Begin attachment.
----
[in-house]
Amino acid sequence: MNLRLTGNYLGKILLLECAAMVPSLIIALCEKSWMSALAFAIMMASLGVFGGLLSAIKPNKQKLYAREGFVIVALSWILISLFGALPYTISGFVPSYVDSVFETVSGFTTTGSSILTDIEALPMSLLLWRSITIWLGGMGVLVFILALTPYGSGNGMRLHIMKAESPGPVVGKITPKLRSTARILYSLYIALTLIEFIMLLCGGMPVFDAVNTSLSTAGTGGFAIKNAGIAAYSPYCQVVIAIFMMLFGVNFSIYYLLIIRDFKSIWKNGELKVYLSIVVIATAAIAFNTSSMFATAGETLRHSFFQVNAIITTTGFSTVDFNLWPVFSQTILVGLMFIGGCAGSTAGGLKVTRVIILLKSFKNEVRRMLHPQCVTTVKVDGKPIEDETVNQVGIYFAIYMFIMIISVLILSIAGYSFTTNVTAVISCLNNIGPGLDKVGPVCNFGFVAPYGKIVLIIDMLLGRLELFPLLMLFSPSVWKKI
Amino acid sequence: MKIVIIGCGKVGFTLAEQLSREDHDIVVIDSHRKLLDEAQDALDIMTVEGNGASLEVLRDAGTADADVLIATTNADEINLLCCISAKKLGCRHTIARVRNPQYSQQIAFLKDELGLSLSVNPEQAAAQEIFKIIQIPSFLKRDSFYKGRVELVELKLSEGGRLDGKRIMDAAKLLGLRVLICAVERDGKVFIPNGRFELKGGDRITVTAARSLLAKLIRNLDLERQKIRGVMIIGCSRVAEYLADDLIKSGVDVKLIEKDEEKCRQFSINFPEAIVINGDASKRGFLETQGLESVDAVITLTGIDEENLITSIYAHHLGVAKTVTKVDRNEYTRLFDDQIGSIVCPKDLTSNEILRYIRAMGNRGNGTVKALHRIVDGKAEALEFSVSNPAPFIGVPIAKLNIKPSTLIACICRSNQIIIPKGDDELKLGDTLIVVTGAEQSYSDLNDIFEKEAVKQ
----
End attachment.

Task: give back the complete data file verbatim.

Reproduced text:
[in-house]
Amino acid sequence: MNLRLTGNYLGKILLLECAAMVPSLIIALCEKSWMSALAFAIMMASLGVFGGLLSAIKPNKQKLYAREGFVIVALSWILISLFGALPYTISGFVPSYVDSVFETVSGFTTTGSSILTDIEALPMSLLLWRSITIWLGGMGVLVFILALTPYGSGNGMRLHIMKAESPGPVVGKITPKLRSTARILYSLYIALTLIEFIMLLCGGMPVFDAVNTSLSTAGTGGFAIKNAGIAAYSPYCQVVIAIFMMLFGVNFSIYYLLIIRDFKSIWKNGELKVYLSIVVIATAAIAFNTSSMFATAGETLRHSFFQVNAIITTTGFSTVDFNLWPVFSQTILVGLMFIGGCAGSTAGGLKVTRVIILLKSFKNEVRRMLHPQCVTTVKVDGKPIEDETVNQVGIYFAIYMFIMIISVLILSIAGYSFTTNVTAVISCLNNIGPGLDKVGPVCNFGFVAPYGKIVLIIDMLLGRLELFPLLMLFSPSVWKKI
Amino acid sequence: MKIVIIGCGKVGFTLAEQLSREDHDIVVIDSHRKLLDEAQDALDIMTVEGNGASLEVLRDAGTADADVLIATTNADEINLLCCISAKKLGCRHTIARVRNPQYSQQIAFLKDELGLSLSVNPEQAAAQEIFKIIQIPSFLKRDSFYKGRVELVELKLSEGGRLDGKRIMDAAKLLGLRVLICAVERDGKVFIPNGRFELKGGDRITVTAARSLLAKLIRNLDLERQKIRGVMIIGCSRVAEYLADDLIKSGVDVKLIEKDEEKCRQFSINFPEAIVINGDASKRGFLETQGLESVDAVITLTGIDEENLITSIYAHHLGVAKTVTKVDRNEYTRLFDDQIGSIVCPKDLTSNEILRYIRAMGNRGNGTVKALHRIVDGKAEALEFSVSNPAPFIGVPIAKLNIKPSTLIACICRSNQIIIPKGDDELKLGDTLIVVTGAEQSYSDLNDIFEKEAVKQ